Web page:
A flock of immature white ibis flew among the bald cypress and tupelo treetops following the twisting waters of the Black River under a Carolina blue sky as a boat carrying conservationists and bankers motored along the dark waters.
As the ibis went about their daily routine, 30 people from The Nature Conservancy, Nature Conservancy of Canada and TD Bank got a close-up look last week at the latest addition to the 1,700-acre Black River Preserve, the 79.5-acre Freeman Tract that has 1.2 miles of river frontage.
The land was acquired through TD Forests, a North American initiative of TD Bank and its parent company, TD Bank Group, that focuses on protecting critical forest habitat and using resources responsibly.
Rob Hoak, regional president for TD Bank in the Carolinas, said “environmental sustainability is a key strategy of our company, specifically we focus on preserving the forest and trees.”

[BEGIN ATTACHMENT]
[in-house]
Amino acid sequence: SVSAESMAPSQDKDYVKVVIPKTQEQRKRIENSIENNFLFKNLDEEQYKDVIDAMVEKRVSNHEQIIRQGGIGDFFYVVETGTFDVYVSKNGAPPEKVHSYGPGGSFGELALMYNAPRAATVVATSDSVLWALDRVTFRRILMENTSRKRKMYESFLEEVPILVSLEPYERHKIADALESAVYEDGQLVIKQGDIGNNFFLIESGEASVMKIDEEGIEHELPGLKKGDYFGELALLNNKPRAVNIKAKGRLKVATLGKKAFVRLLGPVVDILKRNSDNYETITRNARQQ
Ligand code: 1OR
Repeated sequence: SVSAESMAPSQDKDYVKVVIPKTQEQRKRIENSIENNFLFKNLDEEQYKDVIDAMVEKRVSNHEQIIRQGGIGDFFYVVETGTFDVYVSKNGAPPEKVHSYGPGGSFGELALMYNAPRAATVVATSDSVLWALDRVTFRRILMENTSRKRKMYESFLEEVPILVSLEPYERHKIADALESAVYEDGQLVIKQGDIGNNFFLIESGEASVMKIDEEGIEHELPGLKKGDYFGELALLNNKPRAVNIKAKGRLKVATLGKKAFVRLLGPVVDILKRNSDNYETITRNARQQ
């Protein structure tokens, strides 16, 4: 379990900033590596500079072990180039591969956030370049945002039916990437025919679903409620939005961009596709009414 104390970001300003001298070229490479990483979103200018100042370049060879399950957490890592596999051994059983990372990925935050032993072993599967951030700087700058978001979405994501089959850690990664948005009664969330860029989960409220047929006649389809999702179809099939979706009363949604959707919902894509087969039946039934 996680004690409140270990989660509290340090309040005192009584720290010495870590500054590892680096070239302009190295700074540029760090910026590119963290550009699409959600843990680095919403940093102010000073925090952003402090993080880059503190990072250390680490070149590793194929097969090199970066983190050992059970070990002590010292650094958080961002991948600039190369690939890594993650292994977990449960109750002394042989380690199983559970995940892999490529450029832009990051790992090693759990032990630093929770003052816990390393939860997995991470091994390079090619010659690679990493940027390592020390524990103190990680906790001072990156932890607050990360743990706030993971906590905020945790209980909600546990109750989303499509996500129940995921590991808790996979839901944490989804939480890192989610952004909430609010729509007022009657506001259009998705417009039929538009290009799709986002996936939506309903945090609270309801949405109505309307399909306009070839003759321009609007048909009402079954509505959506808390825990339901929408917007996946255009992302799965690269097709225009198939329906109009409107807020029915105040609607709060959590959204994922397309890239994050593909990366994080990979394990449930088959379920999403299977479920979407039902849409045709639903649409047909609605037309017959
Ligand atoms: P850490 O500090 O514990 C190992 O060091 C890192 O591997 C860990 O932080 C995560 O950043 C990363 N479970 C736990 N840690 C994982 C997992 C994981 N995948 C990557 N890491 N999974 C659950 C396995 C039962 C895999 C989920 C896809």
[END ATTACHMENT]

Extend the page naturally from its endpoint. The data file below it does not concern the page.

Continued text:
TD Bank wants to offset all its use of paper for its banks in the United States and Canada. Since TD Forests began in 2012, it has helped protect more than 25,000 acres of forest.
It choose The Nature Conservancy’s Black River Preserve because of its exceptional value for wildlife and river recreation.
This tract of cypress and tupelo will be managed for old-growth condition, “we’ll let these trees grow and have a hands-off effect to our management,” said Maria Whitehead, Winyah and Pee Dee River Project Director for The Nature Conservancy.
Located in the heart of an area of private conservation action, the Black River Preserve links more than 12,000 acres of privately protected conservation easement lands, home to wild turkeys, black bears, wading birds, wood ducks and the state-endangered swallow-tail kite.